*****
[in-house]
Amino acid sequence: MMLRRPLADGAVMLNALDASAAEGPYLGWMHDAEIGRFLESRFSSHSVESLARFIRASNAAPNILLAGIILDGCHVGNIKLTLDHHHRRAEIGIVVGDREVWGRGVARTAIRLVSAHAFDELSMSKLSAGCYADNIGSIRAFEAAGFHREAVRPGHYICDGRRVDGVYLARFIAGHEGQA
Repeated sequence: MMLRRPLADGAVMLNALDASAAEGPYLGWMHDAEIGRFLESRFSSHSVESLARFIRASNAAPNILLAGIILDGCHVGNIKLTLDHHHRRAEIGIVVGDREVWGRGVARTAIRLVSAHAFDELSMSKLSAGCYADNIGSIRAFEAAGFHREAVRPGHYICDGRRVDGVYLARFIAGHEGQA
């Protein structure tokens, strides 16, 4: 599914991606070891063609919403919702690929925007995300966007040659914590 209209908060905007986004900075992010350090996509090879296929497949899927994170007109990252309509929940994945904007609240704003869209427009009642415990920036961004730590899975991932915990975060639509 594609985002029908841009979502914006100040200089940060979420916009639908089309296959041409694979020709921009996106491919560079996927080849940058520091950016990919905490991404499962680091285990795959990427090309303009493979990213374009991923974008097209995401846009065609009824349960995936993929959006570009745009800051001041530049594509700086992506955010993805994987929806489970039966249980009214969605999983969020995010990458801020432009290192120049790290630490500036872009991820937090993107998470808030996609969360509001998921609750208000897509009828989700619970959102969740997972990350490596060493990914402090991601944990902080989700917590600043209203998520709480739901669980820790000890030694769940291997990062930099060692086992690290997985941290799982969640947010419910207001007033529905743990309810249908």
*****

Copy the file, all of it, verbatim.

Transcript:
[in-house]
Amino acid sequence: MMLRRPLADGAVMLNALDASAAEGPYLGWMHDAEIGRFLESRFSSHSVESLARFIRASNAAPNILLAGIILDGCHVGNIKLTLDHHHRRAEIGIVVGDREVWGRGVARTAIRLVSAHAFDELSMSKLSAGCYADNIGSIRAFEAAGFHREAVRPGHYICDGRRVDGVYLARFIAGHEGQA
Repeated sequence: MMLRRPLADGAVMLNALDASAAEGPYLGWMHDAEIGRFLESRFSSHSVESLARFIRASNAAPNILLAGIILDGCHVGNIKLTLDHHHRRAEIGIVVGDREVWGRGVARTAIRLVSAHAFDELSMSKLSAGCYADNIGSIRAFEAAGFHREAVRPGHYICDGRRVDGVYLARFIAGHEGQA
């Protein structure tokens, strides 16, 4: 599914991606070891063609919403919702690929925007995300966007040659914590 209209908060905007986004900075992010350090996509090879296929497949899927994170007109990252309509929940994945904007609240704003869209427009009642415990920036961004730590899975991932915990975060639509 594609985002029908841009979502914006100040200089940060979420916009639908089309296959041409694979020709921009996106491919560079996927080849940058520091950016990919905490991404499962680091285990795959990427090309303009493979990213374009991923974008097209995401846009065609009824349960995936993929959006570009745009800051001041530049594509700086992506955010993805994987929806489970039966249980009214969605999983969020995010990458801020432009290192120049790290630490500036872009991820937090993107998470808030996609969360509001998921609750208000897509009828989700619970959102969740997972990350490596060493990914402090991601944990902080989700917590600043209203998520709480739901669980820790000890030694769940291997990062930099060692086992690290997985941290799982969640947010419910207001007033529905743990309810249908």